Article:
The positive story for online ad formats was reflected across a number of media. Notably high growth was recorded for online radio ad formats, with a year-on-year rise in 2018 of 30.6%.
Ad investment in broadcaster video-on-demand rose 29.4% to reach £391m, while regional online newsbrands recorded growth of 7.6%.

“Yet another consecutive quarter of growth and a record level of investment really highlights the importance businesses are placing on advertising," said Josh Krichefski, CEO at media agency MediaCom UK.

"Even in the face of uncertainty, brands are increasingly turning to advertising for long term and short term growth."

Industry analysis:

“Good time to explore marketing partnerships”

Florian Gramshammer, Managing Director EMEA, Impact, said: "The latest AA/WARC report reveals the continuing strength across the advertising industry. It's promising to see expected growth of 5.5% in 2020, proving that the industry has regained trust and confidence in advertising. It is important to not rest on our laurels however and the industry must continue to reinforce the messaging and actions of trust and transparency, if want to see this continue. The growth in overall budgets also provides a good opportunity for marketers to explore other avenues, particularly with partnerships. We expect to see marketers streamlining their partnership programmes across multi-platforms to deliver increased ROI. By delivering strong performance and value for marketers, we will warrant the increased spend from marketers into this sector in 2020."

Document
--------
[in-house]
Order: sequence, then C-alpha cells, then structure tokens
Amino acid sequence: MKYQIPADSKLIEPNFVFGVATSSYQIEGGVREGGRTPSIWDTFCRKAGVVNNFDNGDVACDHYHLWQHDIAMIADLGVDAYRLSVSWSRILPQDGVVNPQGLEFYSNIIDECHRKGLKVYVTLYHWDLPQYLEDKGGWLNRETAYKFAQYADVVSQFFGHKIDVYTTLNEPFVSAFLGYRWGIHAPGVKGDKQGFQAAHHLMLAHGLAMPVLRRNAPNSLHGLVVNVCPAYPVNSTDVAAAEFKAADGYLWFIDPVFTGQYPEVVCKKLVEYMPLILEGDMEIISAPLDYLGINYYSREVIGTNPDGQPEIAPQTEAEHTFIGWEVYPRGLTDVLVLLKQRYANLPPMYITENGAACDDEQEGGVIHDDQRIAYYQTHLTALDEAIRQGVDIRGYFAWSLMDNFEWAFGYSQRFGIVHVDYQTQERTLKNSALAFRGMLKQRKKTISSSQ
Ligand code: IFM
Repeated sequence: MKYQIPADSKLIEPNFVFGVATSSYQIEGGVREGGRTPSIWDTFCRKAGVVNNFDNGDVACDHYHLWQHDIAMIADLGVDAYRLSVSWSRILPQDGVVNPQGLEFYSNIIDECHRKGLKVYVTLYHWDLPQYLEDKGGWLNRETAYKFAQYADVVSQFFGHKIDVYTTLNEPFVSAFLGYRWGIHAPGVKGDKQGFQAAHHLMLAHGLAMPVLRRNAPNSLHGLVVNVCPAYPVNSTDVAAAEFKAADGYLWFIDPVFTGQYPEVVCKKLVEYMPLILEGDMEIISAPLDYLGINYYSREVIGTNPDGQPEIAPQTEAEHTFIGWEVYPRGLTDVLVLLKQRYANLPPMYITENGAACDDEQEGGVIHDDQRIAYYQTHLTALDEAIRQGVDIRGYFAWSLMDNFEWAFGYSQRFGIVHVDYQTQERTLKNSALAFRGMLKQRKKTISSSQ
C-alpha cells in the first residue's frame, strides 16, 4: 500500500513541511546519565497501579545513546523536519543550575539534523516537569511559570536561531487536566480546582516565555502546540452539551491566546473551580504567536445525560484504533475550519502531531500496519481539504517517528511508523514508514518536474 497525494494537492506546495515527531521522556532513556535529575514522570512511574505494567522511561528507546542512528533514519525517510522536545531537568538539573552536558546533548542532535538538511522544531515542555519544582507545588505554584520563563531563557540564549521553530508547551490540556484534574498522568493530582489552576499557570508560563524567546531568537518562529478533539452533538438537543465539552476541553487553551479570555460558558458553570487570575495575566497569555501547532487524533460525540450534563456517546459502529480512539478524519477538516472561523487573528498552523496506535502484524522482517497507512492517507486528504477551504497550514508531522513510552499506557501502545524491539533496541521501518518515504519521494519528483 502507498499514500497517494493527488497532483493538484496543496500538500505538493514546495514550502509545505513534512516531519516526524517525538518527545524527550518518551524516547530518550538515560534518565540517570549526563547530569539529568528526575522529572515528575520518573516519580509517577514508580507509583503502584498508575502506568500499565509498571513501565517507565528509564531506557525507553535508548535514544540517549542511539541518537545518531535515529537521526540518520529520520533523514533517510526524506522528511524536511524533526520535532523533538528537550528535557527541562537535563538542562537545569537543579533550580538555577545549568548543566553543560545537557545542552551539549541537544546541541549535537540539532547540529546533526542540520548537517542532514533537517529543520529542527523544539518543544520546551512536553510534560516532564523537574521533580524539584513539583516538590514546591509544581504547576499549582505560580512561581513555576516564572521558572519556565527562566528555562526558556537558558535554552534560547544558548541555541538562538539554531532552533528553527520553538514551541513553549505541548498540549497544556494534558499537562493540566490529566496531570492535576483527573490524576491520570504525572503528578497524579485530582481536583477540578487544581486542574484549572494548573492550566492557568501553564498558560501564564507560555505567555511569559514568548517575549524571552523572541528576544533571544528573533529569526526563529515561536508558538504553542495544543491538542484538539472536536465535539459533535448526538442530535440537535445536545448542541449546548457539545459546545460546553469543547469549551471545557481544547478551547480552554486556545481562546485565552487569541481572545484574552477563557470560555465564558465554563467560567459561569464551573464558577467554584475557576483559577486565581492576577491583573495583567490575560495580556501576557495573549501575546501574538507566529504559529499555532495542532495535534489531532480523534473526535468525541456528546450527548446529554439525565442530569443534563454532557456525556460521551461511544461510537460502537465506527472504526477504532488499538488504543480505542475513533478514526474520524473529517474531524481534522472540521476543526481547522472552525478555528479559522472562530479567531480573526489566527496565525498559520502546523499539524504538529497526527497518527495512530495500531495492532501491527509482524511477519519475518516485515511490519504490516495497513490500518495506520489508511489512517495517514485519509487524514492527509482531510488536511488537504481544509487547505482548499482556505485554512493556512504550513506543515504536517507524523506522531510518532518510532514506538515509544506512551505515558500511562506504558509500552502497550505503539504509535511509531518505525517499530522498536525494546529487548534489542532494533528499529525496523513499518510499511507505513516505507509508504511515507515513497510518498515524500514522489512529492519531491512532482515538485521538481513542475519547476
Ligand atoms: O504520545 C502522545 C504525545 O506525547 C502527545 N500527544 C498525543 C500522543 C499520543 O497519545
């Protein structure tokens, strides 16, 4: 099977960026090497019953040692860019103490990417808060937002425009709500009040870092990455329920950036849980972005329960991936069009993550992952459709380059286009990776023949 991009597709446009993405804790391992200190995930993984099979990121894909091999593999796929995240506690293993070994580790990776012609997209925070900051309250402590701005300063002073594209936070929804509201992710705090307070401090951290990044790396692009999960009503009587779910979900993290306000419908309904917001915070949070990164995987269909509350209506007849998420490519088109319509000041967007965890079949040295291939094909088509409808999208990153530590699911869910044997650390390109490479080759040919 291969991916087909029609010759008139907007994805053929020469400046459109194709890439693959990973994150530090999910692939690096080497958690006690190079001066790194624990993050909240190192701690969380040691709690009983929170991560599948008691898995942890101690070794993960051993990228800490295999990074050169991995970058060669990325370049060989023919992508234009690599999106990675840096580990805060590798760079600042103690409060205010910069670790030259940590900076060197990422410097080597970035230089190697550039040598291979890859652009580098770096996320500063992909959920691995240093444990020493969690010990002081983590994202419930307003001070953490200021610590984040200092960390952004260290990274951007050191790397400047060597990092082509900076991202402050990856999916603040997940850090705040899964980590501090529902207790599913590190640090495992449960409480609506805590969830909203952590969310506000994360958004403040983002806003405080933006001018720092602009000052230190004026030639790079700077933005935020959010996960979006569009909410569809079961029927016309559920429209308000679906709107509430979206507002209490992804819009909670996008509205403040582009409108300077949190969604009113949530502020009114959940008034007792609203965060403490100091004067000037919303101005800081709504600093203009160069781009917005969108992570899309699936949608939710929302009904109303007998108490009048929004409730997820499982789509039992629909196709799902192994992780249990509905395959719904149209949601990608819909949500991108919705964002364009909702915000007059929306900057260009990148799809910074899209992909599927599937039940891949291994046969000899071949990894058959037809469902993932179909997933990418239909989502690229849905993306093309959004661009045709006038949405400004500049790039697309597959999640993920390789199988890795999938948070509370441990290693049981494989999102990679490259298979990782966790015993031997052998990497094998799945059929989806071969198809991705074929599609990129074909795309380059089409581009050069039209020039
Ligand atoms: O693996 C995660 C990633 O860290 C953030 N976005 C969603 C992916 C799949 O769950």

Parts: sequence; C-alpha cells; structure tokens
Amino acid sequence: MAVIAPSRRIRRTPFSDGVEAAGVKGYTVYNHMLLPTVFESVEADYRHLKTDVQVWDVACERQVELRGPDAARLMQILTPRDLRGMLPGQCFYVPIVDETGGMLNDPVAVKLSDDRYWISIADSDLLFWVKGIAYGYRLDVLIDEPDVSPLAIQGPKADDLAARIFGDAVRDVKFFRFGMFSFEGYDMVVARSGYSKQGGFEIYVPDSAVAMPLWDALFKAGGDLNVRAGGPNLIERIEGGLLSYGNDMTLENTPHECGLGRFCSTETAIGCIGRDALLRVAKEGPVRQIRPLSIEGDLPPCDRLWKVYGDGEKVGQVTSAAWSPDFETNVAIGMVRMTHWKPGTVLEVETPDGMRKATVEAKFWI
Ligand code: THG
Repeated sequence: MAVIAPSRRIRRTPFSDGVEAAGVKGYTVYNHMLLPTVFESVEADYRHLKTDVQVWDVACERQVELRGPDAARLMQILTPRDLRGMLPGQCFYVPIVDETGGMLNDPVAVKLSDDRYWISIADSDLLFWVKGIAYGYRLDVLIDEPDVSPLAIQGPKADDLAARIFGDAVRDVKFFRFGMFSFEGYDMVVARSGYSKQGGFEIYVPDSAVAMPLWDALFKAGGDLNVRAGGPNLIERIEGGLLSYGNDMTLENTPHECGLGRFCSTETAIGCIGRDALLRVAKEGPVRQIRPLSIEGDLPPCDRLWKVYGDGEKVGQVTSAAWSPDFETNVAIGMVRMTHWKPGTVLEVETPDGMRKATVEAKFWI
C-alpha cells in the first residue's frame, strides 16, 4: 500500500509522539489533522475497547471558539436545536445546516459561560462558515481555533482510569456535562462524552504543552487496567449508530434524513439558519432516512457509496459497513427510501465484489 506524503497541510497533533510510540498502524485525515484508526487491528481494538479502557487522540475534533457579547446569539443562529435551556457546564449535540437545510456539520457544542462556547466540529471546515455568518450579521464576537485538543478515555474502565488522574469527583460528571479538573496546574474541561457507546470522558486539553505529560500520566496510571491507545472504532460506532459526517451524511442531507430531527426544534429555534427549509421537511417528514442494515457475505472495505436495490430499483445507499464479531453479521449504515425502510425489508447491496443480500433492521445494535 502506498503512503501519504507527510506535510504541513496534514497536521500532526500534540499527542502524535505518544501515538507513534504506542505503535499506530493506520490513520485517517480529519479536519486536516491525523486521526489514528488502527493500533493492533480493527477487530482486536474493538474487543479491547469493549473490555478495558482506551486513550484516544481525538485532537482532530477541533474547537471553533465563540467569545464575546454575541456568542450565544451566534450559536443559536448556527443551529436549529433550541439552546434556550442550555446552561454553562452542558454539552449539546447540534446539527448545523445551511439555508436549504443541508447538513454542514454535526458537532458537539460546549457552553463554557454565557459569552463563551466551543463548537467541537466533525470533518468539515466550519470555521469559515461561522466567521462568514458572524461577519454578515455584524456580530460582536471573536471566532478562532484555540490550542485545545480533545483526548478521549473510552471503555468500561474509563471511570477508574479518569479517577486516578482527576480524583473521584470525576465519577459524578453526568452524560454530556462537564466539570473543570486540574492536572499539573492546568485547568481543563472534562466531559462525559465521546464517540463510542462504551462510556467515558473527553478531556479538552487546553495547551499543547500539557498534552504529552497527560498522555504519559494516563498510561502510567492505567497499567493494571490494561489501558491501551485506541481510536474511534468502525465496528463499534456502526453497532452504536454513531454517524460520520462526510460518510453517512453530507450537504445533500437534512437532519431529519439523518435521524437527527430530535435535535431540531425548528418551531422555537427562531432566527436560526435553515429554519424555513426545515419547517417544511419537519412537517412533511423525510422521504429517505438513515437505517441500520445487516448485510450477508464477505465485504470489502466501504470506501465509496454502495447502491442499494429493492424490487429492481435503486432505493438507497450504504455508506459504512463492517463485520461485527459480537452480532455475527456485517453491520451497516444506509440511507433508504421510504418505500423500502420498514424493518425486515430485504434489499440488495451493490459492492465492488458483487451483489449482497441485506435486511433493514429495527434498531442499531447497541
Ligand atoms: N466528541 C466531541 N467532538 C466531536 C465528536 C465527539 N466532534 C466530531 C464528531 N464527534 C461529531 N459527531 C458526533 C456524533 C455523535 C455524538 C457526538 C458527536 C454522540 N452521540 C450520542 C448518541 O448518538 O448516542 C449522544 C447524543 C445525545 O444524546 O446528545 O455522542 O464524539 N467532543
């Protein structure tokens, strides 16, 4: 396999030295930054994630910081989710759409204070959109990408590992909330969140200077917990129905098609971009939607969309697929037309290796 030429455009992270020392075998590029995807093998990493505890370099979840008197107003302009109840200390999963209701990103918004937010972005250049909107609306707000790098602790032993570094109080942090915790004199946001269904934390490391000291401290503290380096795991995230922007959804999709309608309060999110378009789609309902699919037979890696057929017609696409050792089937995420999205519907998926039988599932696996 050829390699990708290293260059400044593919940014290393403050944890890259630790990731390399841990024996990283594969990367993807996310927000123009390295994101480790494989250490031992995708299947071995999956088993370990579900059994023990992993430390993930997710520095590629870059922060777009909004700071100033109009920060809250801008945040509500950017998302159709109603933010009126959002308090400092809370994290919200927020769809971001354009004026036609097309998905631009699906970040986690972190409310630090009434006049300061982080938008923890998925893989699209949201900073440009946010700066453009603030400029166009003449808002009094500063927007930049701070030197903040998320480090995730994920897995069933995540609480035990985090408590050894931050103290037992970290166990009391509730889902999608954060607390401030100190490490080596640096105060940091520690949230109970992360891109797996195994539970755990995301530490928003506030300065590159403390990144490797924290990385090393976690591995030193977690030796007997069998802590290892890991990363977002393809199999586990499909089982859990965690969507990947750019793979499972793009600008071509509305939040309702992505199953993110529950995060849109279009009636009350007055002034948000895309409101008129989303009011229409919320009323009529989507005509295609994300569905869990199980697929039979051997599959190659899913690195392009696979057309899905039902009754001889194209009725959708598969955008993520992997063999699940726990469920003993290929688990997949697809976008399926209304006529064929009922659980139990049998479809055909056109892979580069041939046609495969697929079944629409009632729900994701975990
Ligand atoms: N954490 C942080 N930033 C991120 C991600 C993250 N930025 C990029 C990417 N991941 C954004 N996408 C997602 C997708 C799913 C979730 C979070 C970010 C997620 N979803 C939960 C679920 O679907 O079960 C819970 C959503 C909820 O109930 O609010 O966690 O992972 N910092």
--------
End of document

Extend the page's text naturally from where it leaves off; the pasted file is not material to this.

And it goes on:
Combating "feed fatigue"

Damon Reeve, CEO, The Ozone Project, said: “There is much to be encouraged by in the latest AA/WARC forecasts, particularly for digital news brands. To finally see growth after a number of flat years (despite a growing digital readership) is cause for optimism. This trend is a reflection on the state of the current programmatic advertising market, one that is currently plagued by persistent issues of brand safety and transparency. There is a growing preference by brands to know where their media spend is going, and they want to invest in reaching audiences in quality contextual and trusted environments.

“Digital strategies are evolving to focus on customer and marketing value metrics, rather than the unit price of an impression. This means that cheap open market inventory will give way to an investment in audiences in quality environments where readers are more engaged. These engagement levels of readers in quality environments stands in contrast to the same users often suffering "feed fatigue" when consuming user generated content.

“Context really does matter, and as regulation and browser developments make it more difficult to build persistent digital audiences profiles, there will be an increased reliance placed on contextual understanding. And no one is better at understanding context than news brands. The latest AA/WARC forecast shows that brands are starting to agree.”

“Creative, localised content is key in a cluttered advertising landscape”

Grant Munro, Senior VP of Shutterstock Custom, said: “With a significant amount of ad spend being driven by online display formats, the demand for quality branded content is growing. Creative, localised content is key in grabbing the attention of audiences in a cluttered advertising landscape. Although forecasts predict continued spend, marketers still have budgets that must be stuck to and creating a constant flow of branded content for campaigns puts pressure on budgets and takes time.

“Marketers must find affordable ways to create consistent, high quality, content tailored to their target audiences.”